AN AWFUL PREDICAMENT
S LEEP? It was impossible. It would naturally have been impossible in that noisome cavern of a jail, with its mangy crowd of drunken, quarrelsome, and song-singing rapscallions. But the thing that made sleep all the more a thing not to be dreamed of, was my racking impatience to get out of this place and find out the whole size of what might have happened yonder in the slave-quarters in consequence of that intolerable miscarriage of mine.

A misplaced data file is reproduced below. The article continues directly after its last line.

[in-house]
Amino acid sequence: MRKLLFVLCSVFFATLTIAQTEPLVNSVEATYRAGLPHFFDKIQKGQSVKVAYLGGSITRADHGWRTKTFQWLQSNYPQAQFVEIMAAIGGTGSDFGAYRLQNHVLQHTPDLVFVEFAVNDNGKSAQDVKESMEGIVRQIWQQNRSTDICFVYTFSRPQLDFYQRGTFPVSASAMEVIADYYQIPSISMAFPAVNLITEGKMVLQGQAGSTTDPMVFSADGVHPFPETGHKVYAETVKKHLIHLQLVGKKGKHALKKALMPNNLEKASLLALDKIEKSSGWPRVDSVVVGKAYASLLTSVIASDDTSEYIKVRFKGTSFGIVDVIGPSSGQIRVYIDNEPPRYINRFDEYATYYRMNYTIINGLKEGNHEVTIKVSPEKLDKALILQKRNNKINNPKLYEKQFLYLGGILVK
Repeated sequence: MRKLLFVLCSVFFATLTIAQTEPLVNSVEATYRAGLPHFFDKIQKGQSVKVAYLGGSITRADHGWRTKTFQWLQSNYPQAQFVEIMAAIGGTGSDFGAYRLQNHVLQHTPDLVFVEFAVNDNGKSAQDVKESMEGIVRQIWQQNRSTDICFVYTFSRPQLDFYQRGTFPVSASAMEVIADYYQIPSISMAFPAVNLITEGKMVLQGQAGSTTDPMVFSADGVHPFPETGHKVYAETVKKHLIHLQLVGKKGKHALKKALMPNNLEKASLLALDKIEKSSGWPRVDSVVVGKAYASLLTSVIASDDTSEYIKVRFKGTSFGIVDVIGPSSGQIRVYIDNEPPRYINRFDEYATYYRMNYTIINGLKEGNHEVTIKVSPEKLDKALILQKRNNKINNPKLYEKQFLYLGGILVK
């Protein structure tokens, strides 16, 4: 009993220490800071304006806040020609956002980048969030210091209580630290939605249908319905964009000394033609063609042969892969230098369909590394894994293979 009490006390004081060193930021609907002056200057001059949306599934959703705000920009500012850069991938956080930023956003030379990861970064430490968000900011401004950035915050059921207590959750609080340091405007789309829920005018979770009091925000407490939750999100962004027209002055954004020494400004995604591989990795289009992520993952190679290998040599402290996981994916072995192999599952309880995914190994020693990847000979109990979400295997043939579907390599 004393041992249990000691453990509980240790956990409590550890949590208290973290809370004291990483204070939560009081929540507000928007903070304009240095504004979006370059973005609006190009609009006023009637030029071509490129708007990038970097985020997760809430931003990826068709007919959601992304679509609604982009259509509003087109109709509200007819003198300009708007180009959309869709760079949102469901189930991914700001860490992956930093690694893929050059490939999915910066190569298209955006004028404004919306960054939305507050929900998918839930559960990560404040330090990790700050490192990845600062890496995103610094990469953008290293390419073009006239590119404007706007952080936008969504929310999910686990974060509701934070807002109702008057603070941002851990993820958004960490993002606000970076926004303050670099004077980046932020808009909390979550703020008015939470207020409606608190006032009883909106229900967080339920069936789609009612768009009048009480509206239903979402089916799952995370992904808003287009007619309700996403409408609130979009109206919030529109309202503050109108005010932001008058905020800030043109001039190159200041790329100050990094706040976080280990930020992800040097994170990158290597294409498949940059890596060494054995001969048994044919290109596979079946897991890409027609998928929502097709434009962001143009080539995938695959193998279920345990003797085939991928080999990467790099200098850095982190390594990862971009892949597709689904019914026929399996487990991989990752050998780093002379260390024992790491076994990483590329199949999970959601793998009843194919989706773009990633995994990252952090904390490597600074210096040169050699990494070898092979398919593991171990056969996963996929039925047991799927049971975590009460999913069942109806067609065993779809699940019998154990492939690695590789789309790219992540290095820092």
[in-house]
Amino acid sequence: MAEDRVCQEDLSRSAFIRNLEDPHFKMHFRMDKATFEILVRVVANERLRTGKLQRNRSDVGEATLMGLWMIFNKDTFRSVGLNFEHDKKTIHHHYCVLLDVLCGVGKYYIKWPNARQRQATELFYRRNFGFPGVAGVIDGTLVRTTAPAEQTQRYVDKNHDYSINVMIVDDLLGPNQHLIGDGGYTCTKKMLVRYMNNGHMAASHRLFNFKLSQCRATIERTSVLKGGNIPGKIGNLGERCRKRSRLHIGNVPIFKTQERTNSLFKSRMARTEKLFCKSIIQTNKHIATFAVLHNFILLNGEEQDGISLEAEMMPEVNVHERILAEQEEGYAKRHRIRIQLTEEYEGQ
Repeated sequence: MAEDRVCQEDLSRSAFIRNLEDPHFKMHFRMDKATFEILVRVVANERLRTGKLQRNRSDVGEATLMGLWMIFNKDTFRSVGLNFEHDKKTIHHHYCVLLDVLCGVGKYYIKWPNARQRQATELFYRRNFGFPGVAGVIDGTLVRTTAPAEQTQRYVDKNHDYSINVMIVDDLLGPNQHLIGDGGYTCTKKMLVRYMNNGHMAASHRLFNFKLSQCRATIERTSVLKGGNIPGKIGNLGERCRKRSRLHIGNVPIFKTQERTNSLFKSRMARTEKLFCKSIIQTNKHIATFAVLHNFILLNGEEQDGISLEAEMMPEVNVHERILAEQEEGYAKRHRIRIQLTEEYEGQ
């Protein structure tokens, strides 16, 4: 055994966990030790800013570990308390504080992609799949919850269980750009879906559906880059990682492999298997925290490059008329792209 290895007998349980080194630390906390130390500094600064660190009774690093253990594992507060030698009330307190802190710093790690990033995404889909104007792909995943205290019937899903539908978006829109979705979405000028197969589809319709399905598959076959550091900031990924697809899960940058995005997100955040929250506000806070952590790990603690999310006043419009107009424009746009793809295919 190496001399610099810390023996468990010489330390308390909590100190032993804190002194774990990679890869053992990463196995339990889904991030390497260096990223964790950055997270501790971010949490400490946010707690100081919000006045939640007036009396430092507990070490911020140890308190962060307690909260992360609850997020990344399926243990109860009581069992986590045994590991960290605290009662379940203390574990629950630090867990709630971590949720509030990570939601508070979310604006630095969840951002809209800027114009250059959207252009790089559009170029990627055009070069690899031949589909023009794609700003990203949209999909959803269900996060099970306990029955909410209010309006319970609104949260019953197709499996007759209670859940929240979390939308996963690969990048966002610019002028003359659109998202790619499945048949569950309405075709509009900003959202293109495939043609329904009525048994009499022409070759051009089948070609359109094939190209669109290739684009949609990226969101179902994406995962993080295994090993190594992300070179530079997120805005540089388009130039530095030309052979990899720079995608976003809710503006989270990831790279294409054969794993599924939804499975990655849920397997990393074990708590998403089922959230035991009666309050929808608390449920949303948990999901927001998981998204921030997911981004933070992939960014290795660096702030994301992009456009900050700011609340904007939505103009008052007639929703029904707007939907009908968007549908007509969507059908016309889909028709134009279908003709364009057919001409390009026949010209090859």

It was a long night, but the morning got around at last. I made a full and frank explanation to the court. I said I was a slave, the property of the great Earl Grip, who had arrived just after dark at the Tabard inn in the village on the other side of the water, and had stopped there overnight, by compulsion, he being taken deadly sick with a strange and sudden disorder. I had been ordered to cross to the city in all haste and bring the best physician; I was doing my best; naturally I was running with all my might; the night was dark, I ran against this common person here, who seized me by the throat and began to pummel me, although I told him my errand, and implored him, for the sake of the great earl my master's mortal peril--